laiiiauav, lowan
county, v. c.
Of lober 7, 1823.
"One of lie Lamb, aliall be putJUhed next
week, or tbe occk full'ivitf.
In CumUrlini coutilr, Julm A. tame roe aA4
John Armitrong, Ej. art hred df Irgttrt.
,ta.iftiaaa. county, Walur t, Leake, Eacj-
is cUctcd a dclrgate.
MmliJi errepnlM in AahvWIe,
combe county, infuma tiiaT a man by the nam
of .Irrinpii, from Tennciaee, was stabbed by
Wm. flayers, to aerertly itli a knife, (hat ho
instantly died. Hie affair took place tt the
h oiim at Vim, I). Bmiib, in Buncombe eo'intr,
about 20 milta from Aahrille. Dover had been
hanging round ftmitb's house fif mc time, ami
had become rather troublesome i Amnion ami
Hmitb wrre trying to iikluce him to go oil", Lrn
be atabbed the fimner.
Hovers' frienda a4 eonnexioos are said to be
very resperUhle, and a plra will probahlr be
ai t up that he was not in a rational a1 ale of mind
hen be committed the fatal act. Hut it it saw!
tkat the otdj momenta of hit irrationality, were
when the fumes of liquer operated atrwijtt
n hit mental ftculliet ! !
Tbe number of Indians west of the iitiippi
and north of the tliasotiri, ia said to be, 33,150
Between M'.nwxiri and Red rivers, 101,070
West of the Rocky Mountains, - - . 171,200
Between Red river and Rio dr Norte, 45,170
Total, . . . 351,70
The yearly anauitr paid to different tribes of
Indians by the t'nited States government, it, at
thit time, 150,375 dollar, t'pwardt of 74,009
dollar of thia sum u limited ; o that bv the
year 1834, the whole annuity raid to the Ind
ant by the U. ft. government, will be reduced to
90,000 dollars annually.
Keprit.. tt astonishing howr rredulou
some people are. They will give credence to,
and aomctiwes Editors of paper will publitk,
the moat improbable and extraripiat talct that
can be invented. Ity last w eek'a mail, we re
ceived accounts which had been act afloat b
some paper on the seaboard, that the United
Statea steam boat Sea Gutt had been captured
by pirates, and that the whole of her crew had
been incarcerated in tbe boiler!' ' But no soon
er bai Uiia report got two or three dart travel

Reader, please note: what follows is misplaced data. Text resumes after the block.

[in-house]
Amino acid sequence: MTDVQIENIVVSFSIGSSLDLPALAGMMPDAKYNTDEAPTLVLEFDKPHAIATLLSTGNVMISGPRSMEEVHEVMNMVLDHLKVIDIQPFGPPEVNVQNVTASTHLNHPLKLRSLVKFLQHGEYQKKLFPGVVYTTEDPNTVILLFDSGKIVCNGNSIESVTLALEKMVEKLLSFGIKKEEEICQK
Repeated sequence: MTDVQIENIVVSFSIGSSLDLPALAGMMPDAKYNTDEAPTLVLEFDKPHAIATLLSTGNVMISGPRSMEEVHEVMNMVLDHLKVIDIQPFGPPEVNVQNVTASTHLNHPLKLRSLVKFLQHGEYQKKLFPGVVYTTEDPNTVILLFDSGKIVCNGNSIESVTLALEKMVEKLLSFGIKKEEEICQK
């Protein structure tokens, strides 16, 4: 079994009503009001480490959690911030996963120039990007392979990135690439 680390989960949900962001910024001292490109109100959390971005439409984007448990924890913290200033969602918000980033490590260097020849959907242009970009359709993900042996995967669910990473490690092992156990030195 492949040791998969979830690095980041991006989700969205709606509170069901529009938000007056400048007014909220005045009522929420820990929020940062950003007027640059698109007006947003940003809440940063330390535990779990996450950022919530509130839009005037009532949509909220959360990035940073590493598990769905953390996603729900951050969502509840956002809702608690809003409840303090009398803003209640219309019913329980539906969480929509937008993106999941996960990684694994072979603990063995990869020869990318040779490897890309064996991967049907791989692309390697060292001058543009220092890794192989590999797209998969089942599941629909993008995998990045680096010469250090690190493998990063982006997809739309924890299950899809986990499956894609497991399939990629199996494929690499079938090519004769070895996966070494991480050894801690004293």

into the interior, than authentic Information w as
received that the Sea Gull waa lying aaie in the
harbor at Thompson's Island.
Our readers will perceive that the casual ar-
Ccle we published" on the9th ult. directed to
the author of the essays under the above aigna
& i a a a
rare, naa eucuea irom mm a repercuaaive, spir
ited communication i in w hich, lie baa not only
continued (and we presume finished) tbe rubiect I
matter of his former communication, but bssde
voted the three first pae-ea of bis manuacript.
with a kind of indignant humor, to our ow n per
sonal aernce. We hare but a ery few words
.y th' wek, on this or any other matter,
for we are called upon to aerve our country with
other weapona than those of f'ie pen and the
Our object in publishing the few remarks we
did on the 9th uk. waa to induce a speedy ter
mination of the discussion the author of M Com.
mon Sense" had entered into i for tbe first num
bers had created so intense an interest w ith the
people, that respect for their feeling demanded
of us to break silence. In, doing this, we used
tuch language as we thought the occasion re
quired. From our knowledge of the hit-h per
sonal character and public atandingof tbe author,
e fell penu4dcd,iron.tho fwvf 4h intes.
.5 :.bew fedehorodni
oerae..,.,Aa, la, tto,.ff wbioperajjBgaca'rf
i'mmm : totfought 7. ti t. thankful t u fi
giving him a hint of their existence, before they
were swelled into more injurious aspirations.
If - we find leisure, in the courarofTWtrof
three weeks, we shall attempt a cursory review
of the constitutional principles the author of
" Common Sense" hat been endeavoring to in
culcate, relative to the call of a Convention to
revise the Constitution of North-Carolina.
By a general order from the War Department,
it appears "-there hareteen seven promotions in
tbearmy, from 2d to 1st lieutenant, during the
last year i that Capt. Douglass Jtat beenappoin-
tcd. proffeaaer '-Sngtneey.thQxviiiittai
Acldemy irWfCroih
sbr of MathemaUca, G. A.Bibbly, parmaater,
Alfred Wakina, assistant surgeon, Lieut. J. A.
d'ljignelL W. .jCoIquhouni and John K.. Wfl
cox, aaaisUint comm;aaries of subsistence j and
thirty-fire the Academy at Wesjt Point,
have been promoted to the grade of Sd Lieuten
ant hi the army. .
Comcuua P. Van Km ou been elactod Gov.
crnor of Vorntontt
. . s.
i mm til aw im,r ttatt, 1
I!a4ica!dni-K leading fiien.J of J,f r
Crawford, who It a membtref the Jh,i
ntaiet oenaif, uncquivociy asurtt!
one day last week, that the rnen.beft